1. Describe a real or made up but realistic situation that could cause you or someone you know to have to use money from a financial reserve. (3-6 sentences. 2.0 points): having to get a car. Another situation could be house repairs.
2. How many months' worth of expenses do you think your financial reserve should include? Describe at least two reasons for this decision. (3-6 sentences. 2.0 points): 6 months because I could lose my job. It will make me go into my financial reserve. I may also have to pay medical bills because someone got sick or injured.
3. Would you rather have a savings account that offered simple interest, or an account that offered compound interest? Why? (3-6 sentences. 2.0 points): compound interest. Over time the compound interest will build up more interest in the account. In time, the interest generates its own interest.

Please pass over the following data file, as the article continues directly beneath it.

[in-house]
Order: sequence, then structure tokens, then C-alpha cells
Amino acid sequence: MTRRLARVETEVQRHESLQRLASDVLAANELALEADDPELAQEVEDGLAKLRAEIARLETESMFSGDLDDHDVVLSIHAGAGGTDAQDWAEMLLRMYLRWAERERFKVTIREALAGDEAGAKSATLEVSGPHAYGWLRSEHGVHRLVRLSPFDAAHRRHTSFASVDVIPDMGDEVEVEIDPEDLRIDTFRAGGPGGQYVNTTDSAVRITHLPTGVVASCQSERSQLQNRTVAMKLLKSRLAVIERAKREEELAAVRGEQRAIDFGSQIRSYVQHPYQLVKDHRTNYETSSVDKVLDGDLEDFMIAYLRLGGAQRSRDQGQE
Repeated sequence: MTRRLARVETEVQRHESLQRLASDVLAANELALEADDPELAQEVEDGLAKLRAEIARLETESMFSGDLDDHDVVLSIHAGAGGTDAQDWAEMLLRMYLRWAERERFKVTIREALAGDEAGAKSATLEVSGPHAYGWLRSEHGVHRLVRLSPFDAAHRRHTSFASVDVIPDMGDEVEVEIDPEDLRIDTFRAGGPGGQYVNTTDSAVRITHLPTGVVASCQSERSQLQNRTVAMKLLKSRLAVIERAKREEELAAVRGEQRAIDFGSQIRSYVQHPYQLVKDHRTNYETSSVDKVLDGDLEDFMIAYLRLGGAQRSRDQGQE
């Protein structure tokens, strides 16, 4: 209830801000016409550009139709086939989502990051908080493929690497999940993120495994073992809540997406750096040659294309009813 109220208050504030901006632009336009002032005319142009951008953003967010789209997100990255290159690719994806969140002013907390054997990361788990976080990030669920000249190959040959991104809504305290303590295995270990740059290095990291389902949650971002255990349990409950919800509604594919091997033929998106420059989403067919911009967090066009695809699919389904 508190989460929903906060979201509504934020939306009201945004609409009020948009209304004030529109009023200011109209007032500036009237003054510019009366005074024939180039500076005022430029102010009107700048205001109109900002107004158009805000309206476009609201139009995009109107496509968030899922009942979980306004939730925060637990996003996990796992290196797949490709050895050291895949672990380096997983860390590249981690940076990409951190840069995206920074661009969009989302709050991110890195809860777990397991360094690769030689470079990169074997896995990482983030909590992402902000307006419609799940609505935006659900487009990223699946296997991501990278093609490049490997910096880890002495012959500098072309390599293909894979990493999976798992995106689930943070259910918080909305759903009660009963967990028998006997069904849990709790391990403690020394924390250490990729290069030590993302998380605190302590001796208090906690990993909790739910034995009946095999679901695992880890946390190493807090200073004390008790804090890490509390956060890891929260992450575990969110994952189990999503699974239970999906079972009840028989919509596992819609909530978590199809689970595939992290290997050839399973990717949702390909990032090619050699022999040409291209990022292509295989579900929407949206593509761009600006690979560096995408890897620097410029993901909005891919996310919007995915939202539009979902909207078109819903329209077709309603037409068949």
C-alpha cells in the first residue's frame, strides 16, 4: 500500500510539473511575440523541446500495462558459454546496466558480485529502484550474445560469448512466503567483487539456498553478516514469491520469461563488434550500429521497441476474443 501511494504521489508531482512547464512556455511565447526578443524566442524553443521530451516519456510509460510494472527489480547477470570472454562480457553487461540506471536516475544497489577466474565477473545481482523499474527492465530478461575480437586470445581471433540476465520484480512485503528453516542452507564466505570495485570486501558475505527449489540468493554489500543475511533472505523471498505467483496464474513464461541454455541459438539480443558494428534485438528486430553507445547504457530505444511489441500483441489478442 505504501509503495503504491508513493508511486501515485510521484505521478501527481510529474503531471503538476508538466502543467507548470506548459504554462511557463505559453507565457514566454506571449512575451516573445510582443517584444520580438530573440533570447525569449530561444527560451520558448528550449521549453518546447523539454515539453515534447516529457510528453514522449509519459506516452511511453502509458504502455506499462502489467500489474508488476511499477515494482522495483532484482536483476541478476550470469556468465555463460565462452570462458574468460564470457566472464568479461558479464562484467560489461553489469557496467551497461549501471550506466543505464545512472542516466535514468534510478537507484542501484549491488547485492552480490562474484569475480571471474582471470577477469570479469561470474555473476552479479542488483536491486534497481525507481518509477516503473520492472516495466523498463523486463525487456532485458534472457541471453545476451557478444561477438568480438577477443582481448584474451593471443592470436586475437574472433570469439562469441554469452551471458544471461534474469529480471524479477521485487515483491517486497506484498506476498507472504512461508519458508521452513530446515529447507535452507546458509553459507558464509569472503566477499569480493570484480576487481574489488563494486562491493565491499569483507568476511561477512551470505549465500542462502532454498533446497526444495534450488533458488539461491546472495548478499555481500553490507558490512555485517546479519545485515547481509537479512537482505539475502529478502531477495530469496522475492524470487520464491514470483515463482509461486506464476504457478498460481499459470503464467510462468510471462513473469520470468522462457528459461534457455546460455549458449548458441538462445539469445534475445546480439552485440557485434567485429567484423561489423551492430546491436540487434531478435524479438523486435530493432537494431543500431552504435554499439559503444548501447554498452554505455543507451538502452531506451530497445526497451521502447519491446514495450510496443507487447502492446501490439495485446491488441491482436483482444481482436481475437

4. If you were opening a savings account with compound interest, would you prefer an account that offers annual compounding, quarterly compounding, or daily compounding? Why? (3-6 sentences. 2.0 points): Daily compounding would give the best annual return, as the amount would grow faster than annual or quarterly compounding. Each day the savings grow a little bit, building upon the growth from the previous days.
5. Which strategy for saving do you think would work best for you? Why? (3-6 sentences. 2.0 points): Make a monthly budget and save a percentage of what is left over after bills and groc eries. I set up an automatic monthly transfer from checking to savings. That way I won't forget and spend that money on something.
6. Describe two financial goals that you would want to meet before you begin investing. Explain why you would want to reach those goals first. (2-4 sentences. 2.0 points) I would first want to create an emergency fund with enough money to live on for months, if I were to be fired from my job or have a family emergency.